Having more recently hitting our shores, we spent a few rides with the new Campagnolo H11 to get a feel for the new set up. The new “H11” series sits at the top of the Campy food chain in line with the quality and performance expected from Super Record, Record or Chorus and is available in both EPS (electronic) and mechanical shift versions. Hydraulic discs are also available further down the lineup in the aluminium Potenza series.

Ergopower Controls

The internals for the new H11 Ergopower controls were completely reworked to make room for the hydraulic reservoir within the lever. In development, Campagnolo teamed up with Magura to lean on their hydraulic expertise while focusing heavily on staying true to the ergo feel Campy fans are familiar with. The result is a mostly unchanged lever look and feel, with some subtle tweaks, both to accommodate the hydraulic internals and improve performance.


The ergo lever hoods are 8 mm taller to squeeze in the reservoir, but the upper contact surface remains the same. A subtle change to the brake lever adds an outward bend aimed to ease braking while in the drops.

The Ergopower controls sport a number of adjustment options to personalise the reach and braking response. An Adjustable Modulation System (AMS) offers a long and short position to adjust free stroke by 9 mm while a separate micro adjuster allows you to tweak lever reach by up to 16mm.


Calipers & Rotors

Campagnolo have opted for flat mount calipers and designed them to be compatible with all flat-mount frames and forks without the need for adaptors. This is said to improve braking performance by reducing flex and creates a better aesthetic (plus it sheds a few grams). The options are limited to 160mm in the front and 140/160mm in the rear (160mm recommended for riders over 82kg).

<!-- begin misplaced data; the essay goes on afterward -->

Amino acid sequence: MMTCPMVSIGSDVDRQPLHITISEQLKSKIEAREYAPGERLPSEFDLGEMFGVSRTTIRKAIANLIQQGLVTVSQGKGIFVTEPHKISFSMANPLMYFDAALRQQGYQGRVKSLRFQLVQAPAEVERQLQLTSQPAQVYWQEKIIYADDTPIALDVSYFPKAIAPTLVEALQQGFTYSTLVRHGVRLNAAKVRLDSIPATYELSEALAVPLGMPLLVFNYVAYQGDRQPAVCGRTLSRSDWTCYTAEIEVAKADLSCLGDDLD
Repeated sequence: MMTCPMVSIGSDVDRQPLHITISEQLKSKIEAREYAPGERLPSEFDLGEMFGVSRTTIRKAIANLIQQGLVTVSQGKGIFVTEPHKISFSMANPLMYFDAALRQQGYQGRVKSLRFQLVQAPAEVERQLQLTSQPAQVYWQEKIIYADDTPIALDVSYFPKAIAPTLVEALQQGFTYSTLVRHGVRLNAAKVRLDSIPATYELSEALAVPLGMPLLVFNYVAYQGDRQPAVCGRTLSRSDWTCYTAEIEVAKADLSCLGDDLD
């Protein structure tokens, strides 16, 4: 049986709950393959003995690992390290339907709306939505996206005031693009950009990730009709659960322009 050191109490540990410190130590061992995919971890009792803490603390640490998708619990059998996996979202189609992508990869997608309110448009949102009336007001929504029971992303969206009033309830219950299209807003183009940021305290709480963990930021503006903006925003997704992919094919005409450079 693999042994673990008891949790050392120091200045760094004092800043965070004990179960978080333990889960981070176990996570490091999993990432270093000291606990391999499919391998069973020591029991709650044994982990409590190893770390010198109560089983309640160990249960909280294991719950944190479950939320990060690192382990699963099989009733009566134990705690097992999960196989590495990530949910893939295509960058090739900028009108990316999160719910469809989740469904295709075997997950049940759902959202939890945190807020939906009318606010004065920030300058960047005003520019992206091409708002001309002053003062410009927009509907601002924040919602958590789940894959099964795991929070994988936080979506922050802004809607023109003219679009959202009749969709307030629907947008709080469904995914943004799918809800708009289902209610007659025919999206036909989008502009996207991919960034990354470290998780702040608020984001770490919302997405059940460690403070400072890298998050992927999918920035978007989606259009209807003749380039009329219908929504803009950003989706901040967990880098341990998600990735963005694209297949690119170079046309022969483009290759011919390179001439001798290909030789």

The calipers feature a special magnet spring to ensure the pads fully retract, improving performance and longevity. The pads themselves are made from an organic resin compound and have a chamfered edge to gently guide the rotor between the pads allowing easier fitting of a wheel. The small touches extend to the rotors where Campagnolo added a rounded edge said to reduce cutting risk (mainly if coming into contact with skin).




The sleek looking H11 carbon crankset features a slightly offset chainring position to compensate for wider disc specific rear hub maintaining shifting alignment and performance. No change to the Q factor so those moving from a rim brake setup should feel at home.


Weights (Claimed)

Naturally, the hydraulic system adds a few grams (just 324g according to Campagnolo) when compared to a rim brake mechanical Super Record groupset.
  • Rear derailleur (Super Record): 166g
  • Front derailleur (Super Record): 71g
  • H11 ErgoPower levers: 436g
  • Calipers: (160mm): 262g
  • Rotors (160mm): 240g
  • Cassette: 177g
  • Chain: 222g
  • Crankset: 632g

Total: 2.206kg (excludes mechanical cables and housing)


The H11 Super Record mechanical disc groupset retails for R 45 225, while the Bora One Disc wheelset pictured retails for R 31 725.


First impressions

Reading through the technical touches and understanding the fanatical Italian design approach is one thing, experiencing the result is another.

On a variety of twisty Cape descents, the braking performance was impressively dependable and at times caught my non-disc riding mates off guard as I suddenly shaved speed. Campagnolo claims that their disc brakes stop significantly faster than their competitors in the wet and the dry. While unfortunately I didn’t get to test performance in the wet, in dry conditions I found they were very consistent and provided substantial stopping power with little hand force required. Better than the rest? From a just few rides and without a direct comparison on hand at the time it’s difficult to say, but I was suitably happy with the performance. Through some testy switchbacks and repetitive hard braking H11 performed consistently well with little noise or complaint.

The brake lever design echoes the ergo mantra with an assured feeling of fingertip control in the hoods and the drops. While a minor adjustment, the 8 mm taller hoods are a welcome change for me having always felt that Campy hoods were just that much too short. The reach adjustment and AMS free stroke adjustment do well to provide you with options. In the short stroke mode the brakes are a bit more grabby and you need just a light pull on the lever to actuate the brake. My preference was the long mode which felt more familiar, biting later into the stroke which was more forgiving when I instinctively grabbed a handful of brakes.

All round H11 looks to be an impressive offering and, in taking their time, Campagnolo have delivered a multitude of detailed touches to create a polished product.